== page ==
Others explain, based on the Midrash, that the wife under discussion was not Zipporah but the Cushite princess, whom Moses had never lived with (Targum Yonatan, Ibn Ezra alternate explanation, Rashbam, Chizkuni alternate explanation). No doubt unlike his righteous wife Zipporah, the Cushite never embraced the faith and became worthy of joining the nation.

Either way, according to almost all interpretations, the issue was not that Moses took such a wife, but that he had separated from her. (The Midrash gives different explanations how Miriam happened to find out they weren’t living together.) Many of the commentators who understood that his wife was dark or homely explain that Miriam suspected he separated from her because he found her unattractive. In any event, the Torah records Miriam complaining about something else – claiming that they too are prophets. The implication was that she suspected Moses separated from his wife because he believed a prophet is too holy for married life – as the Midrash puts it, “The elders, fortunate are they but woe to their wives!” She objected to this, but God explained that Moses was an exceptional prophet who had to maintain especially high standards.

History of Palestine

I'm a bit confused about the term "Palestine." Today everyone uses it to refer to Arabs, but my grandfather played in Palestine Symphony Orchestra which changed its name to the Israel Philharmonic Orchestra when the Jewish state came into being in 1948.

So what's the scoop on "Palestine"?

The Aish Rabbi Replies:

In the year 70 CE the Romans burned down the Jewish Temple in Jerusalem, murdering and exiling the Jews of Jerusalem. Following an unsuccessful revolt against Rome in 135 CE, the Roman emperor Hadrian decided to excise all things Jewish from the promised land. Jerusalem was renamed "Aelia Capitolina" and the penalty for any Jew daring to venture into the city was death. In addition, an idol to the pagan god Jupiter was erected in the remains of the Temple.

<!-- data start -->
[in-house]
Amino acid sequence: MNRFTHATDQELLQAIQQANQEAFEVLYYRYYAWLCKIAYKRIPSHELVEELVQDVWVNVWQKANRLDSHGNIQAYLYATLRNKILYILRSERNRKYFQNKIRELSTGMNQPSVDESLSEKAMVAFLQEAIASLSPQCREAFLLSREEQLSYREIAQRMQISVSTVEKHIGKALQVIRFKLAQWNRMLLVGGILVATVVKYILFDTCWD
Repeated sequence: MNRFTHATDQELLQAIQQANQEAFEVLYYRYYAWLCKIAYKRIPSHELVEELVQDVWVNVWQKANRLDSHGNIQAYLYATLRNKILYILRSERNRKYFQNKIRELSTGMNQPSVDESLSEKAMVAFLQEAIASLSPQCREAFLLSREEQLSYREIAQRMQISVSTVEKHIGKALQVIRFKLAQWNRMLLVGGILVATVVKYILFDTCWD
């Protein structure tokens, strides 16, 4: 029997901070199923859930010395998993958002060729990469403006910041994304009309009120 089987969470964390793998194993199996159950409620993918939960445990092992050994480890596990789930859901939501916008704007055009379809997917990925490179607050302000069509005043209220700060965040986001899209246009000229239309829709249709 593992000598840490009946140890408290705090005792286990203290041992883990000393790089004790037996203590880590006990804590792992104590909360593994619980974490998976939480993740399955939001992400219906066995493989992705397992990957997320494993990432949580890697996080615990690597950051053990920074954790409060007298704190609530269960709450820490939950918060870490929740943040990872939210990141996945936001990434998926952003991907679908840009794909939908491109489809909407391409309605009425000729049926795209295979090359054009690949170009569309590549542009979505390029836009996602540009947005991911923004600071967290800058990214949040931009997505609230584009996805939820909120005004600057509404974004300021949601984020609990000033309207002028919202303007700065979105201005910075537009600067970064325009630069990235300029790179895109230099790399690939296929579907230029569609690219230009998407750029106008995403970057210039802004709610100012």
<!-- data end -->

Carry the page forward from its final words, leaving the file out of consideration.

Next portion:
Further, Hadrian asked his historians who were the worst enemies of the Jews. The scribes said, "The ancient Philistines who vanished half a millennium prior." It was thus declared that Land of Israel would from then on be called "Philistia" to dishonor the Jews and obliterate their history. Hence the name "Palestine."

For the next 2,000 years, Israel remained at the forefront of Jewish consciousness. Jews always maintained a presence in Israel, and prayed to return en masse.

The rhetoric about a massive Arab presence being overrun by "invading Jews" is dispelled by Mark Twain, who visited the area in 1867 and wrote in his book, "The Innocents Abroad":

"We traversed some miles of desolate country whose soil is rich enough but is given wholly to weeds – a silent mournful expanse... We never saw a human being on the whole route... hardly a tree or shrub anywhere. Even the olive and the cactus, those fast friends of a worthless soil, had almost deserted the country."

The vast majority of Arabs came to Israel after the early Zionists pioneers began to rebuild the land, thereby creating modern infrastructure and economic opportunities, which attracted Arabs from both surrounding territories and far-away Arab lands.

At the time, Jewish residents of Palestine were considered "Palestinians," whereby the Arabs were officially referred to as Arabs. The "Jerusalem Post" newspaper was called the "Palestine Post," and the Jewish Agency-issued postage stamps read "Palestine." As far as the Arabs were concerned no political entity called Palestine existed.

But that is all past history. The Arabs, in their decades-long war against Israel's very existence, have succeeded in convincing the world of a Palestinian Arab identity deserving of their own state. So that's the reality today, and we are trying to deal with it in a way that satisfies both world opinion and the security requirements of the citizens of Israel.

Due to limited resources, the Ask the Rabbi service is intended for Jews of little background with nowhere else to turn. People with questions in Jewish law should consult their local rabbi. Note that this is not a homework service!